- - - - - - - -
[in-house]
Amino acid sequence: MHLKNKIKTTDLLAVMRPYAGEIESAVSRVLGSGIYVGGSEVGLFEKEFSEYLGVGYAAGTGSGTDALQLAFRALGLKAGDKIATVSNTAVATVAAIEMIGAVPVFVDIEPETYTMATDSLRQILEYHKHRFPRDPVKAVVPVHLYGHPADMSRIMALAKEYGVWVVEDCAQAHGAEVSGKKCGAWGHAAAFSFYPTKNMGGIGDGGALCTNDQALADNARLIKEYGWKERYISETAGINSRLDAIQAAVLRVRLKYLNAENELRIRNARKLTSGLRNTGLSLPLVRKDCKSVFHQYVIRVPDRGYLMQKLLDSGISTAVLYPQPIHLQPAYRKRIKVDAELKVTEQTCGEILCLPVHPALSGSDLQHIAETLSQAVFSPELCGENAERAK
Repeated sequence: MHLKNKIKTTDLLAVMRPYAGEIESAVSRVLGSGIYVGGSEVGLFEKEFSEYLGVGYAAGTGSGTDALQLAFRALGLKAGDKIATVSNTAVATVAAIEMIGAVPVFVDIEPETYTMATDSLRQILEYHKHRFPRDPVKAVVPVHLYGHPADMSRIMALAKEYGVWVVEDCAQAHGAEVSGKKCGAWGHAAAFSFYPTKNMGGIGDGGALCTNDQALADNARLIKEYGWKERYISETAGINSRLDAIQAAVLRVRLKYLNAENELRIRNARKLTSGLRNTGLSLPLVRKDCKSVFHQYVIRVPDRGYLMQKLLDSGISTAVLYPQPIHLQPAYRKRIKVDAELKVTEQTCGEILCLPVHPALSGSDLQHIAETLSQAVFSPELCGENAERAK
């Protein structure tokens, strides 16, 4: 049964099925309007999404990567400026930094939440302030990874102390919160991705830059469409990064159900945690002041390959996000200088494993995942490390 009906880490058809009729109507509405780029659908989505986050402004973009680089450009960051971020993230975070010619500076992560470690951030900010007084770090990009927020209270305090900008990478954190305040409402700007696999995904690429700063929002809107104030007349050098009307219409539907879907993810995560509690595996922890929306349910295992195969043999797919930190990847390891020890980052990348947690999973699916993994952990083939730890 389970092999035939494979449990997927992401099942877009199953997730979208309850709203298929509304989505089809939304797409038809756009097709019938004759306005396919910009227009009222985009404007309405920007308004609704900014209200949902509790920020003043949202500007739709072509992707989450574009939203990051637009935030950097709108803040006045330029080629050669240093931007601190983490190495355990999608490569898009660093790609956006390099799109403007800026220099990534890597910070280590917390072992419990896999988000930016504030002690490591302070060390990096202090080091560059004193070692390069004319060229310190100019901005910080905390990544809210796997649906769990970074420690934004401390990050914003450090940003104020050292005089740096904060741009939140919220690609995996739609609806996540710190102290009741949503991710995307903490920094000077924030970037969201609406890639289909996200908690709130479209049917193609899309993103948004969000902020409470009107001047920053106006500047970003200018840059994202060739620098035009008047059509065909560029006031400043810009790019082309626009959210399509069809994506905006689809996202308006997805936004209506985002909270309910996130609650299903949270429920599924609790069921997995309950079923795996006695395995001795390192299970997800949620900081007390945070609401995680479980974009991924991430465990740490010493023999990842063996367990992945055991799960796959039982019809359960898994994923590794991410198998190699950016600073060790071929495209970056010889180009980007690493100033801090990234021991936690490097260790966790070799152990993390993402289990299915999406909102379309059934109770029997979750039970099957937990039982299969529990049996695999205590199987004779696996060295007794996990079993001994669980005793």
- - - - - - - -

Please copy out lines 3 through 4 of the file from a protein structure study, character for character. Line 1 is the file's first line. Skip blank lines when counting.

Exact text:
Repeated sequence: MHLKNKIKTTDLLAVMRPYAGEIESAVSRVLGSGIYVGGSEVGLFEKEFSEYLGVGYAAGTGSGTDALQLAFRALGLKAGDKIATVSNTAVATVAAIEMIGAVPVFVDIEPETYTMATDSLRQILEYHKHRFPRDPVKAVVPVHLYGHPADMSRIMALAKEYGVWVVEDCAQAHGAEVSGKKCGAWGHAAAFSFYPTKNMGGIGDGGALCTNDQALADNARLIKEYGWKERYISETAGINSRLDAIQAAVLRVRLKYLNAENELRIRNARKLTSGLRNTGLSLPLVRKDCKSVFHQYVIRVPDRGYLMQKLLDSGISTAVLYPQPIHLQPAYRKRIKVDAELKVTEQTCGEILCLPVHPALSGSDLQHIAETLSQAVFSPELCGENAERAK
């Protein structure tokens, strides 16, 4: 049964099925309007999404990567400026930094939440302030990874102390919160991705830059469409990064159900945690002041390959996000200088494993995942490390 009906880490058809009729109507509405780029659908989505986050402004973009680089450009960051971020993230975070010619500076992560470690951030900010007084770090990009927020209270305090900008990478954190305040409402700007696999995904690429700063929002809107104030007349050098009307219409539907879907993810995560509690595996922890929306349910295992195969043999797919930190990847390891020890980052990348947690999973699916993994952990083939730890 389970092999035939494979449990997927992401099942877009199953997730979208309850709203298929509304989505089809939304797409038809756009097709019938004759306005396919910009227009009222985009404007309405920007308004609704900014209200949902509790920020003043949202500007739709072509992707989450574009939203990051637009935030950097709108803040006045330029080629050669240093931007601190983490190495355990999608490569898009660093790609956006390099799109403007800026220099990534890597910070280590917390072992419990896999988000930016504030002690490591302070060390990096202090080091560059004193070692390069004319060229310190100019901005910080905390990544809210796997649906769990970074420690934004401390990050914003450090940003104020050292005089740096904060741009939140919220690609995996739609609806996540710190102290009741949503991710995307903490920094000077924030970037969201609406890639289909996200908690709130479209049917193609899309993103948004969000902020409470009107001047920053106006500047970003200018840059994202060739620098035009008047059509065909560029006031400043810009790019082309626009959210399509069809994506905006689809996202308006997805936004209506985002909270309910996130609650299903949270429920599924609790069921997995309950079923795996006695395995001795390192299970997800949620900081007390945070609401995680479980974009991924991430465990740490010493023999990842063996367990992945055991799960796959039982019809359960898994994923590794991410198998190699950016600073060790071929495209970056010889180009980007690493100033801090990234021991936690490097260790966790070799152990993390993402289990299915999406909102379309059934109770029997979750039970099957937990039982299969529990049996695999205590199987004779696996060295007794996990079993001994669980005793």